It's undoubtedly tragic that the victim in question committed suicide, seemingly as a consequence of the defendant's actions: spying on his roommate, the victim, and his homosexual relationship by secretly filiming them in their dorm, and then asking his friends via Twitter to watch. Undoubtedly and obviously the defendant was a dickhead for doing what he did. But to label it a hate crime because of the homosexual angle in the case, instead of viewing it as a mere invasion of privacy and an extremely immature prank, stretches the ambit of reasonableness quite a bit.
This is a prime example of a hate crime and it wasn't even ruled as such in the case. Dharun Ravi's actions can't even hope to compare to something like that.
Also, the morons calling for Dharun Ravi's head, saying he was responsible for the victim's death, are exactly that: morons. Do they not understand the concept of causality and remoteness?
This comment is pretty funny:
What could have gone through his lawyer's mind? My memory is that Ravi was offered a plea bargain: no jail time, community service and the right to remain in the U.S., and he turned it down. Sure, a jury could look upon what he did as an innocent college prank gone wrong, but they could just as easily look at it as a hate crime. Wouldn't a lawyer facing this situation be obliged to insist his client accept the plea bargain, perhaps even refusing to represent the client if he chose to go on trial? Are there any lawyers reading this who want to comment on it?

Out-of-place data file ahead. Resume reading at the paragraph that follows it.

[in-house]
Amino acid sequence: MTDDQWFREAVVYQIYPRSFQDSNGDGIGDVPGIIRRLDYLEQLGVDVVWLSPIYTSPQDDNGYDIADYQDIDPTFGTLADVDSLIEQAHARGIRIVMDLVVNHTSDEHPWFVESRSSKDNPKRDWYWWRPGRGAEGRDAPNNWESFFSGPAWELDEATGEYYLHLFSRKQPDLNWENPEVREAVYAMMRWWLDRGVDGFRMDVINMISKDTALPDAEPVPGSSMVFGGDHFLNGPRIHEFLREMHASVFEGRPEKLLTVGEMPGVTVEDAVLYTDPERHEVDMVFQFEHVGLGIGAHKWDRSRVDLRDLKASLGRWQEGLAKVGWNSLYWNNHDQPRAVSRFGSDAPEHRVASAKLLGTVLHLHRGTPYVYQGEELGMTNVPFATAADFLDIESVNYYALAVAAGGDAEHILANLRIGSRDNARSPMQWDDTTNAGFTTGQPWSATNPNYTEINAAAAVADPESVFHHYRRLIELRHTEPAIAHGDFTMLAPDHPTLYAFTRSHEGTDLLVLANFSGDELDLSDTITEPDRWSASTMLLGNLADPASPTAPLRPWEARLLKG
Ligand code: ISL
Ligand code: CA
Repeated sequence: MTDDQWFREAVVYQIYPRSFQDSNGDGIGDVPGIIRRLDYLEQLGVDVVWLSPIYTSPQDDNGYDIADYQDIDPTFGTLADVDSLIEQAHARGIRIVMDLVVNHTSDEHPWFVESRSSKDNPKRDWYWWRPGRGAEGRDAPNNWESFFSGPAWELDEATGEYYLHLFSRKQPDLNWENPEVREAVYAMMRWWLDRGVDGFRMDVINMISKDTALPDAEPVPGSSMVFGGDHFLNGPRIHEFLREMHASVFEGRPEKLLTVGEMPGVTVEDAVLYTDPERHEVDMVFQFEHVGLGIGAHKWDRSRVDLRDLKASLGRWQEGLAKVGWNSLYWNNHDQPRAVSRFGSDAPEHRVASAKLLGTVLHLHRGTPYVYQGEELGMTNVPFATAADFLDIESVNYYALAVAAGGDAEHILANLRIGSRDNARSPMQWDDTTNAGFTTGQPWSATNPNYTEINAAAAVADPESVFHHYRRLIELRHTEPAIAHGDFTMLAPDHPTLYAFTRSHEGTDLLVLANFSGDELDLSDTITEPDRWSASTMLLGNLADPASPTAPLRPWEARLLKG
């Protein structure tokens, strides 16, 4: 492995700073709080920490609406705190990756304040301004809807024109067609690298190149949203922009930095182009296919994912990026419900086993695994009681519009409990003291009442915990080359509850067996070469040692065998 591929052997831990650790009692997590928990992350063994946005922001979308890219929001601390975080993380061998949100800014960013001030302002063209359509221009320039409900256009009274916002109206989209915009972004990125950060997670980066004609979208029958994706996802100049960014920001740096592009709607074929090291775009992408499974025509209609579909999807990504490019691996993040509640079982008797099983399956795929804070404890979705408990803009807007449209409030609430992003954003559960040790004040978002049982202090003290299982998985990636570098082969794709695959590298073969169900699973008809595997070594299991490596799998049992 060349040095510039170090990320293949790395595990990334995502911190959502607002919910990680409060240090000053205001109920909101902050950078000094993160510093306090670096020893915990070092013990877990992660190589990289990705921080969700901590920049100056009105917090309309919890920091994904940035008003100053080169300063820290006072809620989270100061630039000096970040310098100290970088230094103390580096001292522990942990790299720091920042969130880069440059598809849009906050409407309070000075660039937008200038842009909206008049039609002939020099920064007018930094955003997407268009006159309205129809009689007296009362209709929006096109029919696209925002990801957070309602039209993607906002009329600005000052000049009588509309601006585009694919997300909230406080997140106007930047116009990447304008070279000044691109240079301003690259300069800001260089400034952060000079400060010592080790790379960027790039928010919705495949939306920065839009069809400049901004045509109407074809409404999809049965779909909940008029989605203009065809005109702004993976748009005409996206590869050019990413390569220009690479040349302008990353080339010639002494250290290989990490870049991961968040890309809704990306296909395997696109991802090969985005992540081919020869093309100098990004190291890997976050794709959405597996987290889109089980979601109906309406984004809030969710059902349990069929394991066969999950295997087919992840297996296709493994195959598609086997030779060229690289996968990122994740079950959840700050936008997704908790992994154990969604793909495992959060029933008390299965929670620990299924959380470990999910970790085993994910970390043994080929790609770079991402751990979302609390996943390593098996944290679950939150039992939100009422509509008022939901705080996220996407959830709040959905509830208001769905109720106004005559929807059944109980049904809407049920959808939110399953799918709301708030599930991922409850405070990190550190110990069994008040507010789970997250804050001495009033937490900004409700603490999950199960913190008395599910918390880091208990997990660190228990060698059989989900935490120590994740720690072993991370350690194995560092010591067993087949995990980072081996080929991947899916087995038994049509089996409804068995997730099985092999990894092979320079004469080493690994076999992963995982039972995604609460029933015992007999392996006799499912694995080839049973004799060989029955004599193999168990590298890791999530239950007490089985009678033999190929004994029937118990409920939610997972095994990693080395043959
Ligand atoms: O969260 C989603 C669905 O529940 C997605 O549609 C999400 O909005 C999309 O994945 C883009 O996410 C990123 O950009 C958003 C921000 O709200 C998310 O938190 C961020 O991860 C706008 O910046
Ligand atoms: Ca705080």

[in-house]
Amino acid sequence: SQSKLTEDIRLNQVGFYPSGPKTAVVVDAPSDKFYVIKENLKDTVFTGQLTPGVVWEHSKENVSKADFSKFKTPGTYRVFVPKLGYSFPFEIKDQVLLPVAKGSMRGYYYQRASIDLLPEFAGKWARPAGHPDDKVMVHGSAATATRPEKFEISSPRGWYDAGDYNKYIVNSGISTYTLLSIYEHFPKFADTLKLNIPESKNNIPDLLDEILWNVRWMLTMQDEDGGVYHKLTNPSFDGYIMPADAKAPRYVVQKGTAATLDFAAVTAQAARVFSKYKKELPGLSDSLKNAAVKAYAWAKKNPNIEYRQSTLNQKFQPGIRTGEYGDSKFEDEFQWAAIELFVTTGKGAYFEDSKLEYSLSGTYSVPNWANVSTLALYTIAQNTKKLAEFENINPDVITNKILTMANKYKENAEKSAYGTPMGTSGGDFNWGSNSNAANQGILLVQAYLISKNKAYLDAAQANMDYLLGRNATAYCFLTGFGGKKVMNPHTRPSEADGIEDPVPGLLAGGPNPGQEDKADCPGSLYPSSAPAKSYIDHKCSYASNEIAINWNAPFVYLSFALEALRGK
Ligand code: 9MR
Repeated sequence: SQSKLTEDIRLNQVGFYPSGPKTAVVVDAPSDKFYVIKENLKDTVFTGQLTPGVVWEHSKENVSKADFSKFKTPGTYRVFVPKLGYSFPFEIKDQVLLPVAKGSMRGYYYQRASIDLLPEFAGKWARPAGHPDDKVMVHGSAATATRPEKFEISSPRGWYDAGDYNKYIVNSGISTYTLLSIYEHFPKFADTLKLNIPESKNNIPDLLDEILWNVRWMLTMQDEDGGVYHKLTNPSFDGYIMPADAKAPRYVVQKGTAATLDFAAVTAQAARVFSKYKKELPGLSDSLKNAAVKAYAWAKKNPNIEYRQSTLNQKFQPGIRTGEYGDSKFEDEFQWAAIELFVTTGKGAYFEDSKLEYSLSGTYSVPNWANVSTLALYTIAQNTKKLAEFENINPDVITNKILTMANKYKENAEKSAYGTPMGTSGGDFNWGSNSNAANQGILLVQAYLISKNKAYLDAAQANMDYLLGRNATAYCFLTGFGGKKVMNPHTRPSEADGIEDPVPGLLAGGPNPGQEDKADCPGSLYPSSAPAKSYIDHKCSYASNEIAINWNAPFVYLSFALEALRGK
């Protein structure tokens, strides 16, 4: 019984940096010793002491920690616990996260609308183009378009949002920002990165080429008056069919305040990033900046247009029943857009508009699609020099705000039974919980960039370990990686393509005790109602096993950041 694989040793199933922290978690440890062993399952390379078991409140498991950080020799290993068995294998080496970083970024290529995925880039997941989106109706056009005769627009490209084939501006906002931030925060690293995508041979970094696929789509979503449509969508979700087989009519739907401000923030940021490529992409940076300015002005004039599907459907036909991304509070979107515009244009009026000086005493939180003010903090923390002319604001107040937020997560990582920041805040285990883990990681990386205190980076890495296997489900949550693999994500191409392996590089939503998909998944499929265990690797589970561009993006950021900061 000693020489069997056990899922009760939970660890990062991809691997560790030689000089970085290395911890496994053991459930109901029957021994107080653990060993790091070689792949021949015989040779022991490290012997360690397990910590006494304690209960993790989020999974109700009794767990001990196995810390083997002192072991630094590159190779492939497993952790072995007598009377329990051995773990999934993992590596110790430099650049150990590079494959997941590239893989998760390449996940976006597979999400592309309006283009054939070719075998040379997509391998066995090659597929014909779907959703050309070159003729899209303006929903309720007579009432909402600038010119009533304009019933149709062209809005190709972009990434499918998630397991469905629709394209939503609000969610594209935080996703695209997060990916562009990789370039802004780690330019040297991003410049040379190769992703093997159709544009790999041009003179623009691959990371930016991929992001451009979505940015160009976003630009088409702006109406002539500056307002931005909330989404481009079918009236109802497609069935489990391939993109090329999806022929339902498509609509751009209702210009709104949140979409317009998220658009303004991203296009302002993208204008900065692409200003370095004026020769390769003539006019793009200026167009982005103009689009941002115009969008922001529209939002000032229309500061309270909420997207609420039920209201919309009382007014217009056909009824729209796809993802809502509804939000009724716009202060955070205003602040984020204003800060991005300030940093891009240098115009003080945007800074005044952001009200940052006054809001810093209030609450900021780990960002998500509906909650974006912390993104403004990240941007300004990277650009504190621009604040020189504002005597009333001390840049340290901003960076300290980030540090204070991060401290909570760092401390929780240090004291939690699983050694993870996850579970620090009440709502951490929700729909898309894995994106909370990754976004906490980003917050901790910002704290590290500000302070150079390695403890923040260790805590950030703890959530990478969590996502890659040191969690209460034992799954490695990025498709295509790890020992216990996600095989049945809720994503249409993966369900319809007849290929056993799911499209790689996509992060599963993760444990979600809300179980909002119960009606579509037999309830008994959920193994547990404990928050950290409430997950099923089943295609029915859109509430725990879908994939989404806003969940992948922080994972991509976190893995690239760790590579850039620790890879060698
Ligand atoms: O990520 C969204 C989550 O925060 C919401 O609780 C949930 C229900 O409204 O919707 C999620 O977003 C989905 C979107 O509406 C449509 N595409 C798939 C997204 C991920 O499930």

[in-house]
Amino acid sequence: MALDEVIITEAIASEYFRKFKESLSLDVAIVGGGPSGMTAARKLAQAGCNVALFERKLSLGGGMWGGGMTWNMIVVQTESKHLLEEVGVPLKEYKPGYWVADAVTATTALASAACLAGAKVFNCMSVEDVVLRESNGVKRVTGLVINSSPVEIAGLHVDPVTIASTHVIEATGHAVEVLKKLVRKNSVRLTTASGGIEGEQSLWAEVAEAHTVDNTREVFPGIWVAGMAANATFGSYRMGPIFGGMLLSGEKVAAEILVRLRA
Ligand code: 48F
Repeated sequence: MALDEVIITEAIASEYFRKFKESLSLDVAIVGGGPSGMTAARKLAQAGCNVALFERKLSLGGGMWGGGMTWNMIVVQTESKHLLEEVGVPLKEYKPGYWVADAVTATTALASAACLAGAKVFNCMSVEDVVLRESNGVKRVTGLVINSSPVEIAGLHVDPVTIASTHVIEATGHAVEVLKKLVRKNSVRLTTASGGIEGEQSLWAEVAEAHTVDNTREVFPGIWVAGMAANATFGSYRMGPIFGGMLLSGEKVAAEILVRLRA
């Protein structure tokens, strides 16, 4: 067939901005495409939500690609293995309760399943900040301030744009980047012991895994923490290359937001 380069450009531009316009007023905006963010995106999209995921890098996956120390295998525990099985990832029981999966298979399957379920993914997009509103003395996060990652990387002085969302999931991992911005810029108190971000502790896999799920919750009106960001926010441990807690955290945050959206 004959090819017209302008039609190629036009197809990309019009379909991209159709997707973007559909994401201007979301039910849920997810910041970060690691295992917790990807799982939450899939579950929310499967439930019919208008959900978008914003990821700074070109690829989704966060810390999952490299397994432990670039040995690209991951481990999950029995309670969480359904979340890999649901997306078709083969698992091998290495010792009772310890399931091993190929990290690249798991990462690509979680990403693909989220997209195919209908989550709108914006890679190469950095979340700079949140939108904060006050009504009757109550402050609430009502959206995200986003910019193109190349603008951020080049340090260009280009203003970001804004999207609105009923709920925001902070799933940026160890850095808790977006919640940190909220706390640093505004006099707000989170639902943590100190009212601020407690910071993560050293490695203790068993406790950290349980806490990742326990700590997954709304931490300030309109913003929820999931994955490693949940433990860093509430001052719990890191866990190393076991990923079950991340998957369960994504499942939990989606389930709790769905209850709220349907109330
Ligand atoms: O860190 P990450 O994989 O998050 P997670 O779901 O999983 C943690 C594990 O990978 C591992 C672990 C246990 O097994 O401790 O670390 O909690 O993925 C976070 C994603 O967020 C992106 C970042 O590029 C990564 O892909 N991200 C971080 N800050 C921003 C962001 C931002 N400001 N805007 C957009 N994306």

Obviously I'm not trained in American law but the basic principles should be the same when it comes to lawyering: You're not obliged to insist on a particular course of action for your client. You do your best to advise him. If he doesn't listen, too fucking bad. I've never heard of any lawyers discharging themselves because the client doesn't want to do what the lawyer thinks is best for the client. The lawyer is an advocate for the client: he/she does what the client wants. The lawyer's legal and professional obligations do not extend to insisting that a client takes a certain course of action.
On another note, I miss criminal law. I don't miss anything else about litigation/private practice, however, and I definitely do not miss going to court.